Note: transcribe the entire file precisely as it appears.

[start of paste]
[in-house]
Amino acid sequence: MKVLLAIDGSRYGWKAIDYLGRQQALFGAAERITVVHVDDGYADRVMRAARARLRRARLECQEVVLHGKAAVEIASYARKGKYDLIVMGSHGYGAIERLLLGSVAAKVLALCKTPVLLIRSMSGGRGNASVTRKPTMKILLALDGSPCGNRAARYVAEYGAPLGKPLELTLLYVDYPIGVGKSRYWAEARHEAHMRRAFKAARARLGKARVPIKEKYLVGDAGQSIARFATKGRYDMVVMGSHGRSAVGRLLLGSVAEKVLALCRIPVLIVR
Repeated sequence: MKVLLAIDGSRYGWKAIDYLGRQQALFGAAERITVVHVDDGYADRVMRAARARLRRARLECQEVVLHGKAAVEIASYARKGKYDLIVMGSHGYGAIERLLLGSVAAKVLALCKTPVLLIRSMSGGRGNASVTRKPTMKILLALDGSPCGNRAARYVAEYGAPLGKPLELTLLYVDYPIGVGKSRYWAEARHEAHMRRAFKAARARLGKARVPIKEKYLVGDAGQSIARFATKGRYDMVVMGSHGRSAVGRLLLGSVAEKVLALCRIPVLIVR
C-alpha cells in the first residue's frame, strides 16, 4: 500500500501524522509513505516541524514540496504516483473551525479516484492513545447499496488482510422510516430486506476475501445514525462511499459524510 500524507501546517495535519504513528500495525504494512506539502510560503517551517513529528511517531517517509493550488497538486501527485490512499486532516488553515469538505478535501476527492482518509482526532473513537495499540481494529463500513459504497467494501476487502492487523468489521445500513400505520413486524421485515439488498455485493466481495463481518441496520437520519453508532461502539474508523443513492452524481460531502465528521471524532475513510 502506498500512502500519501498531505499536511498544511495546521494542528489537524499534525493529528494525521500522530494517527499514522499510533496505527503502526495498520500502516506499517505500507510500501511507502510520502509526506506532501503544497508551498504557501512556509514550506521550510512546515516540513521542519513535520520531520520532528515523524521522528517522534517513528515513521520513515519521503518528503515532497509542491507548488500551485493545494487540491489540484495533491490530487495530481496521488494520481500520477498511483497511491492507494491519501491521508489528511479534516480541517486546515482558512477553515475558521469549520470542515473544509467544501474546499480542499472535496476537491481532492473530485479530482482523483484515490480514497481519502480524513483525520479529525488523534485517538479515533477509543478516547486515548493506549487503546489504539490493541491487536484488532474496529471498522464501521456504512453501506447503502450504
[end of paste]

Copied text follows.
[in-house]
Amino acid sequence: MKVLLAIDGSRYGWKAIDYLGRQQALFGAAERITVVHVDDGYADRVMRAARARLRRARLECQEVVLHGKAAVEIASYARKGKYDLIVMGSHGYGAIERLLLGSVAAKVLALCKTPVLLIRSMSGGRGNASVTRKPTMKILLALDGSPCGNRAARYVAEYGAPLGKPLELTLLYVDYPIGVGKSRYWAEARHEAHMRRAFKAARARLGKARVPIKEKYLVGDAGQSIARFATKGRYDMVVMGSHGRSAVGRLLLGSVAEKVLALCRIPVLIVR
Repeated sequence: MKVLLAIDGSRYGWKAIDYLGRQQALFGAAERITVVHVDDGYADRVMRAARARLRRARLECQEVVLHGKAAVEIASYARKGKYDLIVMGSHGYGAIERLLLGSVAAKVLALCKTPVLLIRSMSGGRGNASVTRKPTMKILLALDGSPCGNRAARYVAEYGAPLGKPLELTLLYVDYPIGVGKSRYWAEARHEAHMRRAFKAARARLGKARVPIKEKYLVGDAGQSIARFATKGRYDMVVMGSHGRSAVGRLLLGSVAEKVLALCRIPVLIVR
C-alpha cells in the first residue's frame, strides 16, 4: 500500500501524522509513505516541524514540496504516483473551525479516484492513545447499496488482510422510516430486506476475501445514525462511499459524510 500524507501546517495535519504513528500495525504494512506539502510560503517551517513529528511517531517517509493550488497538486501527485490512499486532516488553515469538505478535501476527492482518509482526532473513537495499540481494529463500513459504497467494501476487502492487523468489521445500513400505520413486524421485515439488498455485493466481495463481518441496520437520519453508532461502539474508523443513492452524481460531502465528521471524532475513510 502506498500512502500519501498531505499536511498544511495546521494542528489537524499534525493529528494525521500522530494517527499514522499510533496505527503502526495498520500502516506499517505500507510500501511507502510520502509526506506532501503544497508551498504557501512556509514550506521550510512546515516540513521542519513535520520531520520532528515523524521522528517522534517513528515513521520513515519521503518528503515532497509542491507548488500551485493545494487540491489540484495533491490530487495530481496521488494520481500520477498511483497511491492507494491519501491521508489528511479534516480541517486546515482558512477553515475558521469549520470542515473544509467544501474546499480542499472535496476537491481532492473530485479530482482523483484515490480514497481519502480524513483525520479529525488523534485517538479515533477509543478516547486515548493506549487503546489504539490493541491487536484488532474496529471498522464501521456504512453501506447503502450504